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I am creating an Avoider Game for a school project, and I came across a strange error where the MOUSEBUTTONDOWN event won't trigger when the cursor clicks on green, (The "win color") even though an almost identical version of the same code does work, but with a different color.

My current code for the color-events are:

        pos = pygame.mouse.get_pos()
    color_at_cursor = screen.get_at(pos)

    if event.type == pygame.MOUSEBUTTONDOWN and color_at_cursor == (0, 0, 255, 255):
        print("Game Start")
        start_clicked = True
    if start_clicked and color_at_cursor == (0, 228, 255, 255):
        died = True
    if died:
        screen.blit(ded, ded_rect)
        if event.type == pygame.MOUSEBUTTONDOWN:
            is_alive = False

  if start_clicked and event.type == pygame.MOUSEBUTTONDOWN and color_at_cursor == (0, 255, 0, 255):
      screen.blit(win_screen, win_rect)
      if event.type == pygame.MOUSEBUTTONDOWN:
          is_alive = False

where the first 3 if statements check if the blue start button was clicked, and if the cursor touches the cyan/light blue death color. These statements work as they are supposed to, but the final statement, which uses almost the exact same concept, doesn't work. When clicking on green, nothing happens. I came to the conclusion that the reason it doesn't work is because the green in question is located on a separate object than the background. But that was still strange because the second IF Statement above didn't result in immediate death when the cursor hovered over the platform, (which is colored differently than the background's cyan death color)

Anyways, I attempted to write code that could detect a mouse click event, on a certain color, on top of an object. As seen below:

if event.type == pygame.MOUSEBUTTONDOWN and start_clicked:
    x, y = event.pos
    if platform1.get_rect().collidepoint(x,y) and platform1.get_at((x, y)) == (0, 255, 0, 255):
        print("win button clicked")
        screen.blit(win_screen, win_rect)
        if event.type == pygame.MOUSEBUTTONDOWN:
            is_alive = False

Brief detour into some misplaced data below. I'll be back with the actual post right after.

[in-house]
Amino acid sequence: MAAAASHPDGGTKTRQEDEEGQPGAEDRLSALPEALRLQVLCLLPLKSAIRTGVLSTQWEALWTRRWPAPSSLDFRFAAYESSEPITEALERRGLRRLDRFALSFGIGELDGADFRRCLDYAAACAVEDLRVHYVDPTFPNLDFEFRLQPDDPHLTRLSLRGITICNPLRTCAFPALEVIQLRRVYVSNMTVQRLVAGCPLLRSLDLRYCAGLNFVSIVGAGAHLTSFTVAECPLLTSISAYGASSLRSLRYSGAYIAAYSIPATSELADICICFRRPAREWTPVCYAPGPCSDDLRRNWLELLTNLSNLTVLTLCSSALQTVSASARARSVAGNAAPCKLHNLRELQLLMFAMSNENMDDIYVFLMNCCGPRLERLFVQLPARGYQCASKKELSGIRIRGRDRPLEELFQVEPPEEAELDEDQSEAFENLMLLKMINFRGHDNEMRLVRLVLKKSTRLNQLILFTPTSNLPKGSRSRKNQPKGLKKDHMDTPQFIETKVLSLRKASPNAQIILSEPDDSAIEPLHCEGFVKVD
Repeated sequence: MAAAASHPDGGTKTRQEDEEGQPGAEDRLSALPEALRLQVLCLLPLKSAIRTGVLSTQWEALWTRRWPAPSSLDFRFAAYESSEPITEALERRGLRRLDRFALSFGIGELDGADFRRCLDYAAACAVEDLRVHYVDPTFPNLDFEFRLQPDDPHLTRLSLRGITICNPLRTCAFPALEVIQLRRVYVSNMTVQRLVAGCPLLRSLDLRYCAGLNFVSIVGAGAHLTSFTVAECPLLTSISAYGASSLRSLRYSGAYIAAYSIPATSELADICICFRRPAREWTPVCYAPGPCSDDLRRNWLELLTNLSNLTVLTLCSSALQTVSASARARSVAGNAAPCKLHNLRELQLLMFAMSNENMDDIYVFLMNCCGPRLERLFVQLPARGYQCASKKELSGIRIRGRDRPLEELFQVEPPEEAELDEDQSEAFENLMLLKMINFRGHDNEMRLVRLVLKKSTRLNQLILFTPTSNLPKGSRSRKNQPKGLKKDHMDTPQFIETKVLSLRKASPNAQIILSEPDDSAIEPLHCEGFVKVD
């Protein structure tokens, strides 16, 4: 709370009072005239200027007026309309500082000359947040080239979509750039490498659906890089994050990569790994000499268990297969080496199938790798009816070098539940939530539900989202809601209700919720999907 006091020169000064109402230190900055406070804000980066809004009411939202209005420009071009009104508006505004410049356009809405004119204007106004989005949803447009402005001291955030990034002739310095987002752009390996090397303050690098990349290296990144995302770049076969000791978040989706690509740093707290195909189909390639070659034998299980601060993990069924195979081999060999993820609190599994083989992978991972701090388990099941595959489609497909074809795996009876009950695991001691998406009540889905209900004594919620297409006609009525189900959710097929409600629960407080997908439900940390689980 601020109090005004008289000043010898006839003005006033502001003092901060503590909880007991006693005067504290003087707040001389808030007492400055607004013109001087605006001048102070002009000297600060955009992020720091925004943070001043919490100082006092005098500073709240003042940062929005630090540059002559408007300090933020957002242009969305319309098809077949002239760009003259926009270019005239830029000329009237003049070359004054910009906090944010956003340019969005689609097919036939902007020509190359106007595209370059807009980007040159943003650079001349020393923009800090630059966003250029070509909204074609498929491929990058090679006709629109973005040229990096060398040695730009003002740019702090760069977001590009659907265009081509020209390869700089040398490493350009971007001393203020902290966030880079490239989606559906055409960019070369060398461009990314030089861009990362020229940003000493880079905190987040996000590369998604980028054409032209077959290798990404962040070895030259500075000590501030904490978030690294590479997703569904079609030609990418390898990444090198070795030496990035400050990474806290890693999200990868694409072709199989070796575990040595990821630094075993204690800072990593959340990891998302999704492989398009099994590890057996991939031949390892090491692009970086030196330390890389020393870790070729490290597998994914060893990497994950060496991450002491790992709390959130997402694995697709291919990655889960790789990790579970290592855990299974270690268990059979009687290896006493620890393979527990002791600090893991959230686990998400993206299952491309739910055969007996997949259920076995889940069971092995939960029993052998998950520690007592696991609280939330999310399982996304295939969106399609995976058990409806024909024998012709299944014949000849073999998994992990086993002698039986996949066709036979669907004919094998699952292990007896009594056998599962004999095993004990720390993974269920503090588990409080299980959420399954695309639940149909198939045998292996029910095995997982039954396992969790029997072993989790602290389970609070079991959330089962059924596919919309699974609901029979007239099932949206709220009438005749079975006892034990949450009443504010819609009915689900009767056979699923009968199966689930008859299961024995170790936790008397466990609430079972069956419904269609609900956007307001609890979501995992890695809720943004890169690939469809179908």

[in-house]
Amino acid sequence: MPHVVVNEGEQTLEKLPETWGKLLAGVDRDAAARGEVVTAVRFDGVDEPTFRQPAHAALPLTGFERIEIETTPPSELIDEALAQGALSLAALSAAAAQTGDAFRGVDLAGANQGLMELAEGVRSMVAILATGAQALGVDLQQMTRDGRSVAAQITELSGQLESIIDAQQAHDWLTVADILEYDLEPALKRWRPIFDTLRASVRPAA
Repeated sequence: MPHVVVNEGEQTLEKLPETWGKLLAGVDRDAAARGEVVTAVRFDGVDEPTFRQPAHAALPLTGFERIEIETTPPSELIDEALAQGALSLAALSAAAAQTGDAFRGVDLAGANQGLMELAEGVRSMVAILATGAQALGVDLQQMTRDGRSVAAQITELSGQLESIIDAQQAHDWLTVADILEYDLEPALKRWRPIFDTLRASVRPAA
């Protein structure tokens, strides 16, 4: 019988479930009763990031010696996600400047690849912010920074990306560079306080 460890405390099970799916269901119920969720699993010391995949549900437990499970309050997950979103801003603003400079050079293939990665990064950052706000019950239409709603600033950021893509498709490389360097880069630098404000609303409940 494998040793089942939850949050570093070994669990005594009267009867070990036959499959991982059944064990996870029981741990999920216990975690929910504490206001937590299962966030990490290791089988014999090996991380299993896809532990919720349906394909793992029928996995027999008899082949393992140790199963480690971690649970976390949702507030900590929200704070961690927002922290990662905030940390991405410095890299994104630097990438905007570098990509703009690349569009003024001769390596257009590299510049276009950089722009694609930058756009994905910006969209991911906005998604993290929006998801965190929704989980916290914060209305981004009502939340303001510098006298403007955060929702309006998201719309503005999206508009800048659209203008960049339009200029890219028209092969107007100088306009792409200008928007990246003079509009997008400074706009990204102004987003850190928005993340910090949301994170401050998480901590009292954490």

And this still resulted in nothing happening. Does anyone know why I am running into this problem, and how I can fix it?

  • 1
    Can you print out the color at the cursor on every step? print(platform1.get_at((x, y))) Does it match the desired color? – int6h Dec 1 at 18:53
  • 2
    You could also store the colors in global constants like WIN_COLOR, WALL_COLOR and so on, so that you only need to change it in one place. – int6h Dec 1 at 18:54
  • could you check your indentation? The last if in your first snippet is less indented. Is like this in your code too? If so, where does the first block start? – Valentino Dec 1 at 20:03
  • In your second snippet... what are platform1, win_screen and win_rect? – Valentino Dec 1 at 20:36
  • @Valentino the indentation in the actual code is good, pasting into the website might have made it look weird. platform1 is the part that the user is supposed to keep the mouse on top of, basically it's an image that sits on top of the background (since I have the platform spinning in the game itself). win_screen is the .png file that should display when the green is clicked on, and win_rect is that .png file but as a rectangle so that it can show up properly. – Foosic17 Dec 1 at 21:28
2

In your second snippet, I'm not 100% sure what platform1 is, but let me guess it is a Surface filled with green color.

If this is the case, the error is likely the offset of the coordinates. Let me illustrate this with the following MCVE, which is a simplified version of your second snippet:

pygame.init()
screen = pygame.display.set_mode((800, 800))

platform1 = pygame.Surface((200, 200))
platform1.fill((0, 255, 0))
screen.blit(platform1, (300, 300))
pygame.display.update()

while True:
    for event in pygame.event.get():
        if event.type == pygame.QUIT:
            sys.exit()
        if event.type == pygame.MOUSEBUTTONDOWN:
            x, y = event.pos
            if platform1.get_rect().collidepoint(x,y) and platform1.get_at((x, y)) == (0, 255, 0):
                print("win button clicked")

Now this creates a green square in the middle of the screen, but when you click on it, "win button clicked" is not printed (reproducing the error you describe).

The reason is that event.pos returns the coordinates of the mouse in the screen coordinate system: i.e. the position (0, 0) is the top left corner of the screen window.
However the rectangle you get from platform1.get_rect() does not know where the rectangle is actually drawn, so it's origin it is assumed to be (0, 0) instead of whatever it is ((300, 300) in this case). So you have an error when detecting the point collision.

If you replace the last if block with:

    if event.type == pygame.MOUSEBUTTONDOWN:
        x, y = event.pos
        x -= 300
        y -= 300
        if platform1.get_rect().collidepoint(x,y) and platform1.get_at((x, y)) == (0, 255, 0):
            print("win button clicked")

It works as expected, because we accounted for the offset of (300, 300).

This illustrates the problem, but of course is not a good way to solve it, because the offset is hardcoded and will not be the same for all the objects. The best way to face this kind of situation is to use Sprite instead of merely Surfaces, which can be used to track in a consistent way also the position of the object in the screen.

  • I added a variable that gets set to true when the green is clicked, and a separate if statement that displays the win screen when that variable is true, and it finally worked. I also made the win circle a sprite like you said, and I don't know if that actually affected the outcome, but at least it works now. – Foosic17 Dec 1 at 22:48

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